TAMPA — After years of legal wrangling, the City Council on Thursday approved a settlement agreement with two billboard companies.
But there's a catch: The companies can get out of the deal, which requires them to take down some signs, if the city doesn't pass an ordinance allowing digital billboards.
The vote was 5-2, with council members Mary Mulhern and Linda Saul-Sena opposing it.
Mulhern specifically cited the opt-out provision.
"We want to be like cities that don't allow digital billboards. I see this agreement at the top of that slippery slope," Mulhern said.
Saul-Sena mentioned the agreement's lack of fines for not taking down billboards. She said the city needed to hire an outside attorney with experience in sign issues to negotiate the settlement.
"The sign companies, trust me, have people for whom this is their main focus," Saul-Sena said. "Our community has never been beautiful. We're making some strides. This is not as strong a step as we'd like to make."
The agreements settle years of litigation with billboard giants CBS Outdoor and Clear Channel Outdoor.
Negotiations began after the companies sued the city because new rules forced them to take down billboards to improve the look of some roads but offered no options for relocation.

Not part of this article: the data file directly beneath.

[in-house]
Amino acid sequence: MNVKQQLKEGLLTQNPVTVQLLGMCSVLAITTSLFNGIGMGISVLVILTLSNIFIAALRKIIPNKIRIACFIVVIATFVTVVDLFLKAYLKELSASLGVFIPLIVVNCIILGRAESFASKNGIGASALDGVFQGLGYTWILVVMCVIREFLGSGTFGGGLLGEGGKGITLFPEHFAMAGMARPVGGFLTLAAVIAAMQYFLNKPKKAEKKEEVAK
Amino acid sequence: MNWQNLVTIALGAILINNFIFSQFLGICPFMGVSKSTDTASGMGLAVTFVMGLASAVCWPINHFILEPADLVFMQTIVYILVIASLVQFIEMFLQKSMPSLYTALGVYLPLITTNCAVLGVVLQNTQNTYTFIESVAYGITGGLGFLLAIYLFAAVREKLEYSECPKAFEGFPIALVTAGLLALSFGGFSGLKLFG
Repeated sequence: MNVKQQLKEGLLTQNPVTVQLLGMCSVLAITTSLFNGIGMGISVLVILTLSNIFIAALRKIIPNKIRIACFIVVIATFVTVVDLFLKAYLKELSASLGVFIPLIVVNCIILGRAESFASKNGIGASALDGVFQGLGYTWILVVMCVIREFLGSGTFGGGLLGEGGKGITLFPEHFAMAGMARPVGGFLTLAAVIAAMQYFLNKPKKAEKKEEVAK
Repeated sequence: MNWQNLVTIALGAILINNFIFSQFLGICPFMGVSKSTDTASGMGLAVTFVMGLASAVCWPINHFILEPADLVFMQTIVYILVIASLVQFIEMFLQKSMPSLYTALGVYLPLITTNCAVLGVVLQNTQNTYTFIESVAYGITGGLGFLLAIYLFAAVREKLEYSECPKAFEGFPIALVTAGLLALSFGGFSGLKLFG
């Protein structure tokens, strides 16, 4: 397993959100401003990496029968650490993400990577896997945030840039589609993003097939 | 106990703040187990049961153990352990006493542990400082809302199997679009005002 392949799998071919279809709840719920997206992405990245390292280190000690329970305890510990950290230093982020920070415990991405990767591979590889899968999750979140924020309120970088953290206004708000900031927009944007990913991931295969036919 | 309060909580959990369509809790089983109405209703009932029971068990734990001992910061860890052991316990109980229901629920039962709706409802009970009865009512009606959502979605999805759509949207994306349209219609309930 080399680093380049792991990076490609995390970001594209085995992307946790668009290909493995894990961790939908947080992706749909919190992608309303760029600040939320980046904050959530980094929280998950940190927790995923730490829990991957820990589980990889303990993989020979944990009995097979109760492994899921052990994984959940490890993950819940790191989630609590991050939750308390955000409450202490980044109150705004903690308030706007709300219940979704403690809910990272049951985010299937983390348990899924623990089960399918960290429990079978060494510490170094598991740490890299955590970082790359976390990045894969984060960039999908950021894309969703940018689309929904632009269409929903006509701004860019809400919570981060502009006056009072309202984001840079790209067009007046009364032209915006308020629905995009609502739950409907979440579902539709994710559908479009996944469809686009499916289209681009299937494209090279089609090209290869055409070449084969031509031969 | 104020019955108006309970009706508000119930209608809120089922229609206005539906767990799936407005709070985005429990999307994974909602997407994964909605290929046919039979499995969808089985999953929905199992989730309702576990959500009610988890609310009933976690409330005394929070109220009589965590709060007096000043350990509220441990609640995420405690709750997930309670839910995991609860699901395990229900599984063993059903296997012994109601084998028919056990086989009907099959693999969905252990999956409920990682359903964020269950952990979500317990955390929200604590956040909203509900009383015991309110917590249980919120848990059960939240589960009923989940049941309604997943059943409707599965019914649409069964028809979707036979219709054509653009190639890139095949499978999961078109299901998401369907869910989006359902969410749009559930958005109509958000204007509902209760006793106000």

Since then, the industry has seen technological advances allowing companies to use digital billboards to sell one space multiple times, making the signs more profitable.
Earlier this year, the City Council rejected agreements with CBS and Clear Channel that would have allowed them to replace traditional billboards with digital ones that are like giant TV screens and feature constantly changing messages.
Neighborhood groups worried that light from the signs would intrude into their homes and hurt the character of historic districts. So the council and Mayor Pam Iorio decided to pull the digital billboard provisions from the settlement agreements and address them with the city's sign code.
A proposed digital billboard ordinance prohibits the signs in historic districts, limits their light intensity, caps the number of electronic billboards, and determines roads where they are allowed. A workshop on the ordinance is scheduled for next month.
The city of St. Petersburg also is likely to consider an ordinance in December that would allow digital billboards in the city. There, Clear Channel has agreed to remove 100 of its 144 billboards over two years, and limit its digital billboards to 10. Under Tampa's proposed ordinance, Clear Channel would remove 70 traditional billboards and put up 20 digital signs.
Janet Zink can be reached at firstname.lastname@example.org or (813) 226-3401.